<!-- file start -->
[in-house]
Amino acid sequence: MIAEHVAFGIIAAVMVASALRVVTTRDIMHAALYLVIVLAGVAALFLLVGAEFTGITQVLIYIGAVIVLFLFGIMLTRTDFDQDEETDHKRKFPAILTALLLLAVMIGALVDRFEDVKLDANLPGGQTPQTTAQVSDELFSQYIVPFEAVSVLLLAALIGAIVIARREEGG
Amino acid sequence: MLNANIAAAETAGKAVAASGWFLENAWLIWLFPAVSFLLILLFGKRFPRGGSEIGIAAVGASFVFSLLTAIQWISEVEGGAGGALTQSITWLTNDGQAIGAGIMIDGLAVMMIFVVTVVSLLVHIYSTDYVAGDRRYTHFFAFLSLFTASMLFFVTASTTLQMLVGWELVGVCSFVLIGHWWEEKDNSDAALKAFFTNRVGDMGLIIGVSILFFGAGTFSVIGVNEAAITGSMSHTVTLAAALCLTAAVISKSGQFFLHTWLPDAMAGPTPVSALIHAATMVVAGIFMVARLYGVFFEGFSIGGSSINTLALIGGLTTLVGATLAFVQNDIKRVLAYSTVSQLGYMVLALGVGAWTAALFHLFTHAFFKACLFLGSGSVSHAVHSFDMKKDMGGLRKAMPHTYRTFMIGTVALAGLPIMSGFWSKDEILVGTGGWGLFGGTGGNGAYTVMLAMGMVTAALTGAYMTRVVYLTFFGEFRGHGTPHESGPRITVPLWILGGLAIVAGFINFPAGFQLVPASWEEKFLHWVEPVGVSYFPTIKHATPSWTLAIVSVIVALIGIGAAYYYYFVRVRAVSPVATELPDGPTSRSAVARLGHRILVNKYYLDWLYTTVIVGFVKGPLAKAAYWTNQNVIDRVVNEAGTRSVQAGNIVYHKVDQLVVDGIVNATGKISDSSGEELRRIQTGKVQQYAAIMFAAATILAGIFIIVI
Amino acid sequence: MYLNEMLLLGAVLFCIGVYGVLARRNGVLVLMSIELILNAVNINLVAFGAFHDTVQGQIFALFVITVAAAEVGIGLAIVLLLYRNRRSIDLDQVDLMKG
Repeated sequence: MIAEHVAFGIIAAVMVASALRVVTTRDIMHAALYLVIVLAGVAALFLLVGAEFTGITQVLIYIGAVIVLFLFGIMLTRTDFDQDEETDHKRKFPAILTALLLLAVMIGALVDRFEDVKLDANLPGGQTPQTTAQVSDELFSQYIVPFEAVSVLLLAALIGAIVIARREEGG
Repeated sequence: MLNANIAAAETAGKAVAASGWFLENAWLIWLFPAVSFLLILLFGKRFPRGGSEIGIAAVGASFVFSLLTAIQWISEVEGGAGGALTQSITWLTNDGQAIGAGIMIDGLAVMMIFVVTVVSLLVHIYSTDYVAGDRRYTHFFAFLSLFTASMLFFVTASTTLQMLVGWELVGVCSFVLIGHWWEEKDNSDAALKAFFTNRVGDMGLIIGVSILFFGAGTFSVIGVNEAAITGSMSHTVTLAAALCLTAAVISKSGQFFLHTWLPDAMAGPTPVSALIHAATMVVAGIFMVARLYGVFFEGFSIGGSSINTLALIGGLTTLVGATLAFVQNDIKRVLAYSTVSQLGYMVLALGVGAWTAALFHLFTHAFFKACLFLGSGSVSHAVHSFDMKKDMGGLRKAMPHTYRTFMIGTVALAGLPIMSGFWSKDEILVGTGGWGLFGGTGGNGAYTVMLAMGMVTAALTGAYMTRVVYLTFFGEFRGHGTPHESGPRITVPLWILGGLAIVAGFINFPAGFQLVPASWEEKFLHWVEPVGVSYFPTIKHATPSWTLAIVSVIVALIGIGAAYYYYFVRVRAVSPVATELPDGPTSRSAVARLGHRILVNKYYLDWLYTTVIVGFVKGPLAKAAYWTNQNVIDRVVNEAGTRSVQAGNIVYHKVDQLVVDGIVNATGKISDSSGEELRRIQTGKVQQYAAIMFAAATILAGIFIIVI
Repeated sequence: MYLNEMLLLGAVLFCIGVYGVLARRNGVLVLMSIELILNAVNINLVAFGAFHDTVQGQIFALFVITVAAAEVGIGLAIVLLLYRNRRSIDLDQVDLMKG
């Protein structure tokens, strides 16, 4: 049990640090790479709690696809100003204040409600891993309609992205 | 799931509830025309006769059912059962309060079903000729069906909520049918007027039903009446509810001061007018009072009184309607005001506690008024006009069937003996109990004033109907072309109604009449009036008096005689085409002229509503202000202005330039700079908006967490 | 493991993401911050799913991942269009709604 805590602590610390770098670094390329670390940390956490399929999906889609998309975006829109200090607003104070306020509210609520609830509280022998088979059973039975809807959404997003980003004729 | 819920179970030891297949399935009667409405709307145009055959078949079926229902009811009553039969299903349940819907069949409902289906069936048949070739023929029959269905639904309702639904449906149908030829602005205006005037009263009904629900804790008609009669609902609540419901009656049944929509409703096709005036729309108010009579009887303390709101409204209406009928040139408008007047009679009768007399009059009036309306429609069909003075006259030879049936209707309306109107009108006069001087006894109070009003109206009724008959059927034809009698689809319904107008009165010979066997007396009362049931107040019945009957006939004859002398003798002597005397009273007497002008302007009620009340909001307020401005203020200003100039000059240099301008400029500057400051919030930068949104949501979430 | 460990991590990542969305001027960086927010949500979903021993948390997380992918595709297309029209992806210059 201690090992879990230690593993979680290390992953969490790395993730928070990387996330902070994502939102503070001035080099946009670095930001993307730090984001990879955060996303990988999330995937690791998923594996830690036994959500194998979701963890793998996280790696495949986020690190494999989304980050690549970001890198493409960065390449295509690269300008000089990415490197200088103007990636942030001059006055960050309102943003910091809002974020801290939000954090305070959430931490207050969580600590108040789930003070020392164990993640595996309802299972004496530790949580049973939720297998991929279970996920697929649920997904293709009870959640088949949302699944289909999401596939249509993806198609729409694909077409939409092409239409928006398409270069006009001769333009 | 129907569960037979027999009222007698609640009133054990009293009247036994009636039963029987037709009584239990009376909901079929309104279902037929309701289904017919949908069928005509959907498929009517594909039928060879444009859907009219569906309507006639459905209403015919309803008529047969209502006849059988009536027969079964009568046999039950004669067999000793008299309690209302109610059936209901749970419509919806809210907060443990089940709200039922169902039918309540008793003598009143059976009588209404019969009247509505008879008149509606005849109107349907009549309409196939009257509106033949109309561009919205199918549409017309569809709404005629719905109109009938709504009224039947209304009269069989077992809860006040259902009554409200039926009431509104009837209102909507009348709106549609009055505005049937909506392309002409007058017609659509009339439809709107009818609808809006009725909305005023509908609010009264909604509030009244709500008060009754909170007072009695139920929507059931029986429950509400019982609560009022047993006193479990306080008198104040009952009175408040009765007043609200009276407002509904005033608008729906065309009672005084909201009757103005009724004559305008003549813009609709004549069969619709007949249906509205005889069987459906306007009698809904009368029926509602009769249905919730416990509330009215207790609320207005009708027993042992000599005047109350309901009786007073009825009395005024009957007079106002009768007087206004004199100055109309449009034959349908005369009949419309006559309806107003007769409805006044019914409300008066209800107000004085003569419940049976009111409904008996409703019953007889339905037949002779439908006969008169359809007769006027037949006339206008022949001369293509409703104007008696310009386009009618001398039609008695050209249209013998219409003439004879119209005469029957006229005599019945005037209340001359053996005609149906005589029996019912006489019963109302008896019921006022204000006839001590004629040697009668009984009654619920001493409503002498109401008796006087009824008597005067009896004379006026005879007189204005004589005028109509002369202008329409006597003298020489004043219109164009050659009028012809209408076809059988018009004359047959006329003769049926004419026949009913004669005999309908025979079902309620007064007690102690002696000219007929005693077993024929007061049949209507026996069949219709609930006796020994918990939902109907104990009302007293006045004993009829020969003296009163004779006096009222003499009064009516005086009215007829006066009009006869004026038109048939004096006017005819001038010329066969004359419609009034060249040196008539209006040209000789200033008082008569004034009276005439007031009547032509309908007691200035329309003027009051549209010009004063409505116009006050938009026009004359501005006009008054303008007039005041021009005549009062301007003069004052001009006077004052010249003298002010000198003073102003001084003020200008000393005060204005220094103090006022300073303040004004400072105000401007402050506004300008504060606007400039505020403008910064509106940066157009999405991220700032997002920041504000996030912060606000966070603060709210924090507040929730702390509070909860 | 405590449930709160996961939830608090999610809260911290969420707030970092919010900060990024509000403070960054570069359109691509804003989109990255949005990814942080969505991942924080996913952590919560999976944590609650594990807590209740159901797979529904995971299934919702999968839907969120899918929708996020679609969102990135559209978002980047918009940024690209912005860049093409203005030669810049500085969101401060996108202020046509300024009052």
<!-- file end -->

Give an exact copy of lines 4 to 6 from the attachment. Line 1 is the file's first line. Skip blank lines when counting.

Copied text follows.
Amino acid sequence: MYLNEMLLLGAVLFCIGVYGVLARRNGVLVLMSIELILNAVNINLVAFGAFHDTVQGQIFALFVITVAAAEVGIGLAIVLLLYRNRRSIDLDQVDLMKG
Repeated sequence: MIAEHVAFGIIAAVMVASALRVVTTRDIMHAALYLVIVLAGVAALFLLVGAEFTGITQVLIYIGAVIVLFLFGIMLTRTDFDQDEETDHKRKFPAILTALLLLAVMIGALVDRFEDVKLDANLPGGQTPQTTAQVSDELFSQYIVPFEAVSVLLLAALIGAIVIARREEGG
Repeated sequence: MLNANIAAAETAGKAVAASGWFLENAWLIWLFPAVSFLLILLFGKRFPRGGSEIGIAAVGASFVFSLLTAIQWISEVEGGAGGALTQSITWLTNDGQAIGAGIMIDGLAVMMIFVVTVVSLLVHIYSTDYVAGDRRYTHFFAFLSLFTASMLFFVTASTTLQMLVGWELVGVCSFVLIGHWWEEKDNSDAALKAFFTNRVGDMGLIIGVSILFFGAGTFSVIGVNEAAITGSMSHTVTLAAALCLTAAVISKSGQFFLHTWLPDAMAGPTPVSALIHAATMVVAGIFMVARLYGVFFEGFSIGGSSINTLALIGGLTTLVGATLAFVQNDIKRVLAYSTVSQLGYMVLALGVGAWTAALFHLFTHAFFKACLFLGSGSVSHAVHSFDMKKDMGGLRKAMPHTYRTFMIGTVALAGLPIMSGFWSKDEILVGTGGWGLFGGTGGNGAYTVMLAMGMVTAALTGAYMTRVVYLTFFGEFRGHGTPHESGPRITVPLWILGGLAIVAGFINFPAGFQLVPASWEEKFLHWVEPVGVSYFPTIKHATPSWTLAIVSVIVALIGIGAAYYYYFVRVRAVSPVATELPDGPTSRSAVARLGHRILVNKYYLDWLYTTVIVGFVKGPLAKAAYWTNQNVIDRVVNEAGTRSVQAGNIVYHKVDQLVVDGIVNATGKISDSSGEELRRIQTGKVQQYAAIMFAAATILAGIFIIVI